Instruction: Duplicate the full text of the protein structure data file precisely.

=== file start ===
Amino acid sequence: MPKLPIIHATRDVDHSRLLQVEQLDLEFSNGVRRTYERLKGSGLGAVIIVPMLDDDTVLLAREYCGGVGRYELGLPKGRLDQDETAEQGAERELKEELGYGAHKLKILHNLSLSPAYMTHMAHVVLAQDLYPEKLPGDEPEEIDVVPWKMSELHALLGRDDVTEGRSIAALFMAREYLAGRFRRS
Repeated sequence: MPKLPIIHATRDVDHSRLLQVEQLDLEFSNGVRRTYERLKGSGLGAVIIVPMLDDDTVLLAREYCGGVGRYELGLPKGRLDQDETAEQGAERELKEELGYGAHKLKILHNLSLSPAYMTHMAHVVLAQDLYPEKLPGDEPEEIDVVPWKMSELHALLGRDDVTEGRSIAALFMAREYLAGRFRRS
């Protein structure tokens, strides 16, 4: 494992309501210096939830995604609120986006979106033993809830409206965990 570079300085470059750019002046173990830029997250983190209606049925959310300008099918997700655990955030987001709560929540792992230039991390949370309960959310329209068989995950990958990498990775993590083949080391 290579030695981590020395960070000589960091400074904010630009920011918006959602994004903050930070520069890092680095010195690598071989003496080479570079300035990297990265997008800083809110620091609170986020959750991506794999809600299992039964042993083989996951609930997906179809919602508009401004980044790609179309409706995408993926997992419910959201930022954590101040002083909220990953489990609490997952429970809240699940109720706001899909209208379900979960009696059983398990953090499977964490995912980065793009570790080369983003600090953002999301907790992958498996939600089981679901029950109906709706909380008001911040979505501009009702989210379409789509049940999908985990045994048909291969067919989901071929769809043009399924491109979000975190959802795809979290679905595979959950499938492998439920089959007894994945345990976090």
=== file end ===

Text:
Amino acid sequence: MPKLPIIHATRDVDHSRLLQVEQLDLEFSNGVRRTYERLKGSGLGAVIIVPMLDDDTVLLAREYCGGVGRYELGLPKGRLDQDETAEQGAERELKEELGYGAHKLKILHNLSLSPAYMTHMAHVVLAQDLYPEKLPGDEPEEIDVVPWKMSELHALLGRDDVTEGRSIAALFMAREYLAGRFRRS
Repeated sequence: MPKLPIIHATRDVDHSRLLQVEQLDLEFSNGVRRTYERLKGSGLGAVIIVPMLDDDTVLLAREYCGGVGRYELGLPKGRLDQDETAEQGAERELKEELGYGAHKLKILHNLSLSPAYMTHMAHVVLAQDLYPEKLPGDEPEEIDVVPWKMSELHALLGRDDVTEGRSIAALFMAREYLAGRFRRS
């Protein structure tokens, strides 16, 4: 494992309501210096939830995604609120986006979106033993809830409206965990 570079300085470059750019002046173990830029997250983190209606049925959310300008099918997700655990955030987001709560929540792992230039991390949370309960959310329209068989995950990958990498990775993590083949080391 290579030695981590020395960070000589960091400074904010630009920011918006959602994004903050930070520069890092680095010195690598071989003496080479570079300035990297990265997008800083809110620091609170986020959750991506794999809600299992039964042993083989996951609930997906179809919602508009401004980044790609179309409706995408993926997992419910959201930022954590101040002083909220990953489990609490997952429970809240699940109720706001899909209208379900979960009696059983398990953090499977964490995912980065793009570790080369983003600090953002999301907790992958498996939600089981679901029950109906709706909380008001911040979505501009009702989210379409789509049940999908985990045994048909291969067919989901071929769809043009399924491109979000975190959802795809979290679905595979959950499938492998439920089959007894994945345990976090």